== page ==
Meeting the soft real-time goal requires that individual pauses do not exceed a pause time bound, and that pauses are scheduled so that only the allowed amount of garbage collection activity occurs in any time window. To meet a given pause time bound, a collection set that can be collected in the available time is chosen using the aforementioned time cost model to predict which regions can be collected.
The second requirement for meeting the real-time goal is schedule evacuation pauses so that the garbage collection time in a time window does not exceed the allowed limit. This scheduling is achieved by maintaining a queue of start/stop time pairs for pauses that have occurred in the most recent time window, along with the total stop world time for pauses that have already occurred in that time window. Time pairs for pauses can be inserted at one end of this queue, which updates the start of the most recent time window, and may cause time pairs at the other end to be deleted because they have become irrelevant. This queue is also described in detail in the aforementioned article and patent application. With this data structure, the following two queries can be efficiently answered:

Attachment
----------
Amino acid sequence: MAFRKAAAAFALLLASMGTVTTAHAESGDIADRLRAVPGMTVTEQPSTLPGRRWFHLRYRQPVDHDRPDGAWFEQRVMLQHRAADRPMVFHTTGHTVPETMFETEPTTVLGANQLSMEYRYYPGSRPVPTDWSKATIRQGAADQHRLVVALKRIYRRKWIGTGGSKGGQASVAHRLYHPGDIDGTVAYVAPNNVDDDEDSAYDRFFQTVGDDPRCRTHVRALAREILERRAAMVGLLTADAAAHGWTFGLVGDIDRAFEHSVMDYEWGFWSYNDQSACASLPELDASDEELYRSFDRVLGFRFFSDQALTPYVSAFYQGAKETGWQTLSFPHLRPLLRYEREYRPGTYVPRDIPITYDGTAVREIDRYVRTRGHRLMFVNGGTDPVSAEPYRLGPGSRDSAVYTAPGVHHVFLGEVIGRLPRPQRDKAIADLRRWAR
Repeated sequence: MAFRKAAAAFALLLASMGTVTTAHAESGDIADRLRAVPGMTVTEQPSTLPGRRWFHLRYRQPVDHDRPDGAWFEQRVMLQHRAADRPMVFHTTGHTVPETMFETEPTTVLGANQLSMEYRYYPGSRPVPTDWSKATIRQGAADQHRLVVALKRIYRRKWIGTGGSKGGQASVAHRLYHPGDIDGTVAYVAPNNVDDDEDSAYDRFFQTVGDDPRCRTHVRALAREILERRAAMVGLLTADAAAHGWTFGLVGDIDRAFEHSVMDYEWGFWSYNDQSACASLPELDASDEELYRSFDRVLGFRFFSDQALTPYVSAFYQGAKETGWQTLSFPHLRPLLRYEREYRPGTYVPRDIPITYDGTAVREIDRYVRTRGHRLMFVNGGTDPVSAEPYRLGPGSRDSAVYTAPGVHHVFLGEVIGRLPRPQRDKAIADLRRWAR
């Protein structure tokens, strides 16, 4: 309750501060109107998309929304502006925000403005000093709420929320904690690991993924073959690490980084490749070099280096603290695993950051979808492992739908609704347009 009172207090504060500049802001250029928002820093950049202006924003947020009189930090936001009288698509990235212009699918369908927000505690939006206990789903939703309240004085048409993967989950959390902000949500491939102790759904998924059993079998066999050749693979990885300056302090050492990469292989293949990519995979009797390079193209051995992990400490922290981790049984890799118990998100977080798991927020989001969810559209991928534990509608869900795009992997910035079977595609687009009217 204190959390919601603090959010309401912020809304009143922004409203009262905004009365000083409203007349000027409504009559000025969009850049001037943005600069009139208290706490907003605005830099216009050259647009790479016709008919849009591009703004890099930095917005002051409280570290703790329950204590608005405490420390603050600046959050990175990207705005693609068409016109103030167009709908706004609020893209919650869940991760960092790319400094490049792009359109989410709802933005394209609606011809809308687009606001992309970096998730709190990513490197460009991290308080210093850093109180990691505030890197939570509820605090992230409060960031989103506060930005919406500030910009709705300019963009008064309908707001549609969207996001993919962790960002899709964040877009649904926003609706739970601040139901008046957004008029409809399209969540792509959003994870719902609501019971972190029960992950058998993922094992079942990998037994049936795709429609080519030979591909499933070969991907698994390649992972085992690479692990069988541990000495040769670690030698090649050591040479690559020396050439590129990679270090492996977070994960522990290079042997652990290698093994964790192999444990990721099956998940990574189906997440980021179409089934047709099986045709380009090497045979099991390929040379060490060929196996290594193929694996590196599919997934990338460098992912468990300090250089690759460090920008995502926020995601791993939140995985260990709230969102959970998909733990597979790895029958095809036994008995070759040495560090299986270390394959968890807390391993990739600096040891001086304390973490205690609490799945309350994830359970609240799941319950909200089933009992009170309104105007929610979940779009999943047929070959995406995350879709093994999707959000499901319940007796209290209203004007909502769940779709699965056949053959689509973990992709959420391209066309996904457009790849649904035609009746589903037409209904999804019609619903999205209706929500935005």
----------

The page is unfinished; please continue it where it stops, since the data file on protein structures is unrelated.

These queries are then used to decide how long to delay activities that would otherwise be scheduled for processing immediately.
The invention relies on an observation that all of the concurrent activity that the Garbage-First garbage collector performs imposes a substantially uniform overhead on the application (in some cases, like concurrent refinement, deliberate steps were taken to “smooth” the overhead introduced). This activity is shown schematically in the graph illustrated in
Based on this observation, the total concurrent overhead can be approximated by calculating a percentage of elapsed time during which each concurrent thread is scheduled and then summing the percentages. In particular, for each concurrent thread, an overhead percentage is calculated by considering a relatively short time window of elapsed time (ET) 310 and determining in that window, the virtual time (VT) during which that thread was scheduled. For example, such a window could be approximately 10 milliseconds in duration if the total time window between STW pauses is approximately 30 milliseconds. This calculation can be performed by a number of methods, however, in accordance with one embodiment; each concurrent thread calculates its own overhead percentage and stores it in a local data structure. This arrangement is illustrated in